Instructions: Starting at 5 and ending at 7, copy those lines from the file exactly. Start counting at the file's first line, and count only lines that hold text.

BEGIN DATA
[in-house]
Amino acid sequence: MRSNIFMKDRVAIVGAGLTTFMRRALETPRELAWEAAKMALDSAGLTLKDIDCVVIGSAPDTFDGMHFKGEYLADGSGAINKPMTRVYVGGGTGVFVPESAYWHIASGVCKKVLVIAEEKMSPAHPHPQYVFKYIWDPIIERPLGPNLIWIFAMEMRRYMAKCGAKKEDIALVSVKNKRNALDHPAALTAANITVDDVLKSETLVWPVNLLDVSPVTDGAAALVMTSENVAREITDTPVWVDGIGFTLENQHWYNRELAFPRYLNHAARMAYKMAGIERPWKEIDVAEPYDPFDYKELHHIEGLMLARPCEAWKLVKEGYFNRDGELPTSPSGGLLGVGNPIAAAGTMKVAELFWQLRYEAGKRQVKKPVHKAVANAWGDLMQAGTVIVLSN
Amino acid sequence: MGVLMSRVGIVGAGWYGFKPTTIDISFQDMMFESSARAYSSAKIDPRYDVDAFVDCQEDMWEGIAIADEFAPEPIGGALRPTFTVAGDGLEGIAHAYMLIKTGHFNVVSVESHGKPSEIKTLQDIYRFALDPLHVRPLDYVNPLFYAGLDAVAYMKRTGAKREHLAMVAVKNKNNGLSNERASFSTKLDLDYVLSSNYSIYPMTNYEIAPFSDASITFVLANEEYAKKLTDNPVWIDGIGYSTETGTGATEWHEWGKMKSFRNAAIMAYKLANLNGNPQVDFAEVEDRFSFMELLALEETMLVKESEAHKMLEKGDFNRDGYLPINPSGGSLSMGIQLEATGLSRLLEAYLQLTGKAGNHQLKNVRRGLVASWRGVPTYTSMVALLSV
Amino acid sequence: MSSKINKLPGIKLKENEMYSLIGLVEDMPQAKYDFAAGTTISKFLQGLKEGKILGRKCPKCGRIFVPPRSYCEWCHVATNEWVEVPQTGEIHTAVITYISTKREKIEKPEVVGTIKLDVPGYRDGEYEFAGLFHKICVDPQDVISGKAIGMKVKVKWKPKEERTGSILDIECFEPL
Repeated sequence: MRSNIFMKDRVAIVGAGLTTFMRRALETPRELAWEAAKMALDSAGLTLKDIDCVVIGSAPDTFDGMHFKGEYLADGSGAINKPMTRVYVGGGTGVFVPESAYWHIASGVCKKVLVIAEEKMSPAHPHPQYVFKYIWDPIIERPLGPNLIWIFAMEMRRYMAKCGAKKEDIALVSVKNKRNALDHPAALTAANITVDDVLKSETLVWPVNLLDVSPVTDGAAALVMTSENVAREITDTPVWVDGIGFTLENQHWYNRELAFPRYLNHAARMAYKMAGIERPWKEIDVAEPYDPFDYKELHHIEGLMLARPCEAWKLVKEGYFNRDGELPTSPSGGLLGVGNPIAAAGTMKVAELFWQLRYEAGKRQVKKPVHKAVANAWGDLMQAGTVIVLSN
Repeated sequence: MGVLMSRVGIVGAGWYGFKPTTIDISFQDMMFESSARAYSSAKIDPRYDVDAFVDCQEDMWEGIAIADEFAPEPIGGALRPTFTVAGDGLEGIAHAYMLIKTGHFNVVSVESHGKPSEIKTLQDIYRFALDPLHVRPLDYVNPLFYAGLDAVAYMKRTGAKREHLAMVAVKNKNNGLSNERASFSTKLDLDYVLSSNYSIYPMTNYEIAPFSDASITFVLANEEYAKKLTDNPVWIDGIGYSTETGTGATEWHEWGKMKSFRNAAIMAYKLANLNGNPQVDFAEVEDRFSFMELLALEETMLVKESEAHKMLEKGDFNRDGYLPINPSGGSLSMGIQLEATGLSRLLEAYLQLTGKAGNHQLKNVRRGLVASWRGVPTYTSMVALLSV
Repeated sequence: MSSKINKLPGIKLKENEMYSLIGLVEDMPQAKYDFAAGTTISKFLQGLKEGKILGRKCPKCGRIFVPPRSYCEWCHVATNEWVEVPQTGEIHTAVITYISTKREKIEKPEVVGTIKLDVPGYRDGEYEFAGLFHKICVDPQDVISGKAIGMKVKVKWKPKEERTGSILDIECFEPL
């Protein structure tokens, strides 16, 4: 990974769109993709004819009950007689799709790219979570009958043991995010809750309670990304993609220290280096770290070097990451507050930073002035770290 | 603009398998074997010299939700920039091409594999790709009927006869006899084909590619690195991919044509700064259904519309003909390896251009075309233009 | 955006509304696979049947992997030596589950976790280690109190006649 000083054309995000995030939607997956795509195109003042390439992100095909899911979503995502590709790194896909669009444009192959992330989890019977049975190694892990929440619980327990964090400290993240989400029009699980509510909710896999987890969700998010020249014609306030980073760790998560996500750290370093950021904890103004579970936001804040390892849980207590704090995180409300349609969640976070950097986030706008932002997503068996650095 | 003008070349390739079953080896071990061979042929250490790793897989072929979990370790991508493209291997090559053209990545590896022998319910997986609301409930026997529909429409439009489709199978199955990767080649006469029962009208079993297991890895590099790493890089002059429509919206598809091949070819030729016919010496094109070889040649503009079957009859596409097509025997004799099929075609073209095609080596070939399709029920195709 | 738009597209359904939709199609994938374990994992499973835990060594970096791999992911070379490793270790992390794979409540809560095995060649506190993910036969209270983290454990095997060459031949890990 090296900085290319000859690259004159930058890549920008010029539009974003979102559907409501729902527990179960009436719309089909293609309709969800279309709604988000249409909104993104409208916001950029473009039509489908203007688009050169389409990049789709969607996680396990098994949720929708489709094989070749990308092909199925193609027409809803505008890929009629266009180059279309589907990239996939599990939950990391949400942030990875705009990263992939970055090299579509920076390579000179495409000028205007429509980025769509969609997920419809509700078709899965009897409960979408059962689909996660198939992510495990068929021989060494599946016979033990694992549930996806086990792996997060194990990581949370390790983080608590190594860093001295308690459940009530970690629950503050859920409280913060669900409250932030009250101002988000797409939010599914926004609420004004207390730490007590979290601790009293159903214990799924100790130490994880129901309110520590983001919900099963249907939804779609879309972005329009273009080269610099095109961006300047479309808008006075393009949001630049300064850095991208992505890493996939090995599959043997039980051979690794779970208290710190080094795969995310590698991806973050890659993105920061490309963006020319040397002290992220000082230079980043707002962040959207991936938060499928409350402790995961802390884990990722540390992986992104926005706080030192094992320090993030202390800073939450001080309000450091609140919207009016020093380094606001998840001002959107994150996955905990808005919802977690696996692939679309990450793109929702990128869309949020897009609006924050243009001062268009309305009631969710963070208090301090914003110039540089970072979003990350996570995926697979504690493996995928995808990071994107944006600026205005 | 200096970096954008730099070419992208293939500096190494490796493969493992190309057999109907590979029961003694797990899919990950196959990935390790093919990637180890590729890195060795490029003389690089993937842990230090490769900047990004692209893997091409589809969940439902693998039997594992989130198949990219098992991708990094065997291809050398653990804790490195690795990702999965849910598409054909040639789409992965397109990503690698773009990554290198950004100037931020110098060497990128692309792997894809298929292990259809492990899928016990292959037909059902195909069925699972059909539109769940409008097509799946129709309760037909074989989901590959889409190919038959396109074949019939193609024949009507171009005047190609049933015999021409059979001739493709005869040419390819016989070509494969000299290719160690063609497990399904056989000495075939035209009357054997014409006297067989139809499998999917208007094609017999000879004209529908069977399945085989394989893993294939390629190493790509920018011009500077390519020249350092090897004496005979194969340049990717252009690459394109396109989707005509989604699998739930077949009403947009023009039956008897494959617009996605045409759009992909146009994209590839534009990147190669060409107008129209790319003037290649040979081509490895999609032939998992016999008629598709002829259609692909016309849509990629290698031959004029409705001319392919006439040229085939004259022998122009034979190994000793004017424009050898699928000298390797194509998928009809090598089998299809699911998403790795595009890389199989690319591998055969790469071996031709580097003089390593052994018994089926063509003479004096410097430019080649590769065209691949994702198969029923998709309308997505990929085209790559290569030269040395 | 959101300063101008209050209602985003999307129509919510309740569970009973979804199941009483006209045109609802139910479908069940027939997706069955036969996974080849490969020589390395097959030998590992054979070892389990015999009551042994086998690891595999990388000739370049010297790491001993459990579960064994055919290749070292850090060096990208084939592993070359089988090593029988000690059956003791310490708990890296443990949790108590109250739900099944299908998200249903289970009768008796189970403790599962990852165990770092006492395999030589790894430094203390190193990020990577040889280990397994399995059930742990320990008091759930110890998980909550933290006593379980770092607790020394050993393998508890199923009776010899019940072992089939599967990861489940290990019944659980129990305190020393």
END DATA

Repeated sequence: MRSNIFMKDRVAIVGAGLTTFMRRALETPRELAWEAAKMALDSAGLTLKDIDCVVIGSAPDTFDGMHFKGEYLADGSGAINKPMTRVYVGGGTGVFVPESAYWHIASGVCKKVLVIAEEKMSPAHPHPQYVFKYIWDPIIERPLGPNLIWIFAMEMRRYMAKCGAKKEDIALVSVKNKRNALDHPAALTAANITVDDVLKSETLVWPVNLLDVSPVTDGAAALVMTSENVAREITDTPVWVDGIGFTLENQHWYNRELAFPRYLNHAARMAYKMAGIERPWKEIDVAEPYDPFDYKELHHIEGLMLARPCEAWKLVKEGYFNRDGELPTSPSGGLLGVGNPIAAAGTMKVAELFWQLRYEAGKRQVKKPVHKAVANAWGDLMQAGTVIVLSN
Repeated sequence: MGVLMSRVGIVGAGWYGFKPTTIDISFQDMMFESSARAYSSAKIDPRYDVDAFVDCQEDMWEGIAIADEFAPEPIGGALRPTFTVAGDGLEGIAHAYMLIKTGHFNVVSVESHGKPSEIKTLQDIYRFALDPLHVRPLDYVNPLFYAGLDAVAYMKRTGAKREHLAMVAVKNKNNGLSNERASFSTKLDLDYVLSSNYSIYPMTNYEIAPFSDASITFVLANEEYAKKLTDNPVWIDGIGYSTETGTGATEWHEWGKMKSFRNAAIMAYKLANLNGNPQVDFAEVEDRFSFMELLALEETMLVKESEAHKMLEKGDFNRDGYLPINPSGGSLSMGIQLEATGLSRLLEAYLQLTGKAGNHQLKNVRRGLVASWRGVPTYTSMVALLSV
Repeated sequence: MSSKINKLPGIKLKENEMYSLIGLVEDMPQAKYDFAAGTTISKFLQGLKEGKILGRKCPKCGRIFVPPRSYCEWCHVATNEWVEVPQTGEIHTAVITYISTKREKIEKPEVVGTIKLDVPGYRDGEYEFAGLFHKICVDPQDVISGKAIGMKVKVKWKPKEERTGSILDIECFEPL